With the iPad Pro, due in November, Apple is trying to redefine its venerable tablet line, turning the iPad into more of a work device.
“It’s the most capable and powerful iPad we’ve ever created,” said CEO Tim Cook when introducing the tablet at Apple’s Sept. 9 event.
And the biggest. The iPad Pro is massive by tablet standards at 12.9 inches, only slightly smaller than the 13-inch MacBook’s display and larger than the 12-inch MacBook’s – a full-fledged laptop. All that screen space and resolution (5.6 million pixels) means you can multitask better on the iPad Pro, running two screen-filling apps side by side with Split View.
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Because Apple has designed the iPad Pro as a tablet primarily for work, it gets a special chip too, the A9X. Apple claims it’s faster than 80 percent of the portable PCs that have shipped in the last 12 months and delivers roughly twice the performance of previous Apple processors. (The “X” suffix denotes Apple’s highest performing chips.)
After size and performance, the centerpiece of the device is the Apple Pencil. The stylus is aimed at artists and designers, among other “content creators.” (Note that for years Microsoft has been offering a stylus for its Surface tablet so Apple is very late to the game) And in order to make the stylus work on the iOS operating system, Apple is updating iOS 9 (to 9.1) with support for Pencil and its Smart Keyboard.
As a run-up to the iPad’s November release in stores, Apple has been showing the device to professionals. One of the those was education technology expert Fraser Speirs, who offered his thoughts recently in a Twitter Timeline. Speirs said the Pencil was “extremely impressive. Certainly the best iPad stylus I have used by a country mile.”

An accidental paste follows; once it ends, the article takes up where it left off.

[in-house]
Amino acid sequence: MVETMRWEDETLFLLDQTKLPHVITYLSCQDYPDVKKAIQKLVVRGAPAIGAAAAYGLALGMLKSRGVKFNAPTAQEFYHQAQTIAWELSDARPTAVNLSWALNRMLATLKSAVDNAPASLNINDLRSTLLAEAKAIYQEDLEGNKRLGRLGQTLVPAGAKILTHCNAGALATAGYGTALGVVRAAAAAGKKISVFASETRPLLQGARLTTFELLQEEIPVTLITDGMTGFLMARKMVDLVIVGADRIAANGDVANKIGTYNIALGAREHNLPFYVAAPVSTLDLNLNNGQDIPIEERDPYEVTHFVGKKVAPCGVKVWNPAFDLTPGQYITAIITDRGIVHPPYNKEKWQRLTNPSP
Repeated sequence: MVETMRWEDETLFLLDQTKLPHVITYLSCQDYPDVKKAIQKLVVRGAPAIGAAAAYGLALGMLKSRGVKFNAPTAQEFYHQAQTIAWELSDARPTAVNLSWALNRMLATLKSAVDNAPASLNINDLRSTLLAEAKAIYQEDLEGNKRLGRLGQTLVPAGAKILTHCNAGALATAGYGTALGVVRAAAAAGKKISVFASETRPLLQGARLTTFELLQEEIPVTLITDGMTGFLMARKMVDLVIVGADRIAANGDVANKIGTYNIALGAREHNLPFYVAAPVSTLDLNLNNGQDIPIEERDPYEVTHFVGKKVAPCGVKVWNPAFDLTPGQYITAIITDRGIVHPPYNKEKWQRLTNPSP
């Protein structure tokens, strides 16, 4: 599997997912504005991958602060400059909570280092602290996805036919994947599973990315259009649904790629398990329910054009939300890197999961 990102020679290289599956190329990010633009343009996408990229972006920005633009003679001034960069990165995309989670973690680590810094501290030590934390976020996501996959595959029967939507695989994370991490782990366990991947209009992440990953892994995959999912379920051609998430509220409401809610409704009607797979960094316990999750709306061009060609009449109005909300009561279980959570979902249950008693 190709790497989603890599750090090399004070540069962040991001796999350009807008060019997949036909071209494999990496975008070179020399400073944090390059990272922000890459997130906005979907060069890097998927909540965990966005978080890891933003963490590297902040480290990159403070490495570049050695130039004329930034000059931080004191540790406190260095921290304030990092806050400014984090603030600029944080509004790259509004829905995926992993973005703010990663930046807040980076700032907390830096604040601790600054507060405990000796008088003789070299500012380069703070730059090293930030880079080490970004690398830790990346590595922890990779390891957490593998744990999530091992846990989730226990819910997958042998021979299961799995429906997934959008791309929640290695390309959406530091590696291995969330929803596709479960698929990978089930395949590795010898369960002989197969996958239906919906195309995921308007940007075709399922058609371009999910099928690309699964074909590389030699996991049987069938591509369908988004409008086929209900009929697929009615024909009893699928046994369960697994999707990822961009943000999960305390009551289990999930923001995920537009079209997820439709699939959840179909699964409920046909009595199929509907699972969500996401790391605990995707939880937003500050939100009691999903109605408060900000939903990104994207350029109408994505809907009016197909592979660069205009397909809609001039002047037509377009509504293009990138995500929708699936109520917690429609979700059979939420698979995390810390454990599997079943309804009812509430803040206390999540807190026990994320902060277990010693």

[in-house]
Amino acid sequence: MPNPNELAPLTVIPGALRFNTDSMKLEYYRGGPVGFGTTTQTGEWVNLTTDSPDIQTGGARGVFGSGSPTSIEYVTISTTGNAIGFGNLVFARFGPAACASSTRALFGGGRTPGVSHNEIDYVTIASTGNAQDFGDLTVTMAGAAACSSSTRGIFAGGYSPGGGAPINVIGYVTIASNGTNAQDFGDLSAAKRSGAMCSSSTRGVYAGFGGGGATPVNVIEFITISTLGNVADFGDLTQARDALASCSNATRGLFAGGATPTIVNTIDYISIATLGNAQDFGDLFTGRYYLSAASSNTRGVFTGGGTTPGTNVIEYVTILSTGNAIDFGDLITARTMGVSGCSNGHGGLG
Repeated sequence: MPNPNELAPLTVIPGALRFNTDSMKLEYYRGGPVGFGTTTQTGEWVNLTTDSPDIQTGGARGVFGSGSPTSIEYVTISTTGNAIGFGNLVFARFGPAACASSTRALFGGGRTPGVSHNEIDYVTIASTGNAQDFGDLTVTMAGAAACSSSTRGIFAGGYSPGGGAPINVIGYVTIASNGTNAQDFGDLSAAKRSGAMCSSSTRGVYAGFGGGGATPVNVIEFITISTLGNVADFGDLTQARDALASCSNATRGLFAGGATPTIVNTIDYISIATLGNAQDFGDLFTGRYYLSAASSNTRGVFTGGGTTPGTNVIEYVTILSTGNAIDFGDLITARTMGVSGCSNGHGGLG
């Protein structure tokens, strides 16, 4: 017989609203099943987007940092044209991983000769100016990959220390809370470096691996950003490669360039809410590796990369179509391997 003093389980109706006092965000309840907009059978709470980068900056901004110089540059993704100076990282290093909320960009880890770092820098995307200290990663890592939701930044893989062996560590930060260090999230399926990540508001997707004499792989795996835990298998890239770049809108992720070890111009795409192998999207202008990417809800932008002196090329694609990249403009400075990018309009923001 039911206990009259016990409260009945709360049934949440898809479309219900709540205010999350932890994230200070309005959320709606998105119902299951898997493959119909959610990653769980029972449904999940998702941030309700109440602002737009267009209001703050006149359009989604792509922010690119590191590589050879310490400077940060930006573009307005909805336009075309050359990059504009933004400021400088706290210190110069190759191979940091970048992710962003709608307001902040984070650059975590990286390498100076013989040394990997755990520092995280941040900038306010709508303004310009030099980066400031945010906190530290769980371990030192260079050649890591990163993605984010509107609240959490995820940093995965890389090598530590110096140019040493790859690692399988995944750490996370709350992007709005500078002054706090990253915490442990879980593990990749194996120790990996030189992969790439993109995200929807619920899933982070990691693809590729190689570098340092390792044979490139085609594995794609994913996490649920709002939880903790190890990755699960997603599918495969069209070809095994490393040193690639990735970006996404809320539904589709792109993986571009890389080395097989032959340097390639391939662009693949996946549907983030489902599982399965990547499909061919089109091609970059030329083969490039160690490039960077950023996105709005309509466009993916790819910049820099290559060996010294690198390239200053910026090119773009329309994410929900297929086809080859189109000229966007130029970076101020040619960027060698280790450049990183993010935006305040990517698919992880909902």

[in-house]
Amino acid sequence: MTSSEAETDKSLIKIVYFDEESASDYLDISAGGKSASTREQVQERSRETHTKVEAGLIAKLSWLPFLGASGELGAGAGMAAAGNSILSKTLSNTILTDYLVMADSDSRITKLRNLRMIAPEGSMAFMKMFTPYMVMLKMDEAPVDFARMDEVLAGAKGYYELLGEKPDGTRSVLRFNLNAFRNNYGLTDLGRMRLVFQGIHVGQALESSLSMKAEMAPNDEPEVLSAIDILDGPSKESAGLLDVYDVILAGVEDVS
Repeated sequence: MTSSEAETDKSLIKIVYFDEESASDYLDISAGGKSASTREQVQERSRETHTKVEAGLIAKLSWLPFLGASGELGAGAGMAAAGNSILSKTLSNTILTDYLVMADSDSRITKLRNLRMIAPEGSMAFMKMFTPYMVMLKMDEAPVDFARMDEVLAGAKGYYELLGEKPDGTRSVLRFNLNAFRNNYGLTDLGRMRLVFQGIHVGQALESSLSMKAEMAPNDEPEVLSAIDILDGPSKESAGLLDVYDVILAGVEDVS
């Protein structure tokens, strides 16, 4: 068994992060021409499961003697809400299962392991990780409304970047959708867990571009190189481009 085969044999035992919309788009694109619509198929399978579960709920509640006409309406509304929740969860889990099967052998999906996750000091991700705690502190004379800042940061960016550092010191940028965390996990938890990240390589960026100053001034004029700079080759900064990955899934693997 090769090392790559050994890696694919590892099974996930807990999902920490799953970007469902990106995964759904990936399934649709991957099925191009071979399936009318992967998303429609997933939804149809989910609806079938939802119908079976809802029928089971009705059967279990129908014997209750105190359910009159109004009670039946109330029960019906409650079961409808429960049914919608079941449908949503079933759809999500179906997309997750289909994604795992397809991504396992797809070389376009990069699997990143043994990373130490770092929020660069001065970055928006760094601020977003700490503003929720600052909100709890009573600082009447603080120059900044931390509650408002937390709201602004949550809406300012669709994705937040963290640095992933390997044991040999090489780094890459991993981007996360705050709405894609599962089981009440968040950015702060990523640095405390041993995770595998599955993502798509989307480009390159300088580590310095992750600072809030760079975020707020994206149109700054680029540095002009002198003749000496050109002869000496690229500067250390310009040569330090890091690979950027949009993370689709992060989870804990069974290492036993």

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He also noted that the Pro felt more like a work device and that multitasking was akin to using “two iPads stuck together,” adding that it is a good fit for Microsoft Office, Adobe apps, and a host of other workflow apps. He had less favorable things to say about the iPad Pro’s Smart Keyboard, implying it’s a bit kludgy.
The highest-profile competition right now is not Microsoft's Surface Pro 4 tablet but the just-announced Surface Book, one of the few Windows devices today that garners the same kind of buzz as an Apple product. Like the Pro, it has a big, beautiful high-resolution display (13.5 inches) and like the Pro, it’s a tablet that can use a dedicated keyboard. It also comes with a stylus, like the iPad. Unlike the iPad Pro, it has a great keyboard that, in effect, turns it into a real laptop (i.e., sans the stand needed to prop up many Windows laptop-tablet hybrids). But it starts at a whopping $1,499, although that includes the stellar keyboard (where an extra battery resides) and more powerful Intel processors.
With a starting price of $799 for the iPad Pro and a price of over $1,000 with 4G/LTE, nobody is recommending the Pro for the casual consumer. (Note a typical configuration for the Wi-Fi-only iPad Air 2 is about $600 and with 4G/LTE is about $730.) And it’s interesting to note that an analyst recently said that total iPad shipments could decline 16 percent in 2016 but noted that this should be offset by higher profit margins on the iPad Pro. If you’re thinking that Apple is trying to drive the iPad Pro into MacBook and PC pricing territory, you wouldn’t be mistaken.
So, to answer the question: should this be your next tablet? No if you're a casual tablet user. Maybe if you're a professional.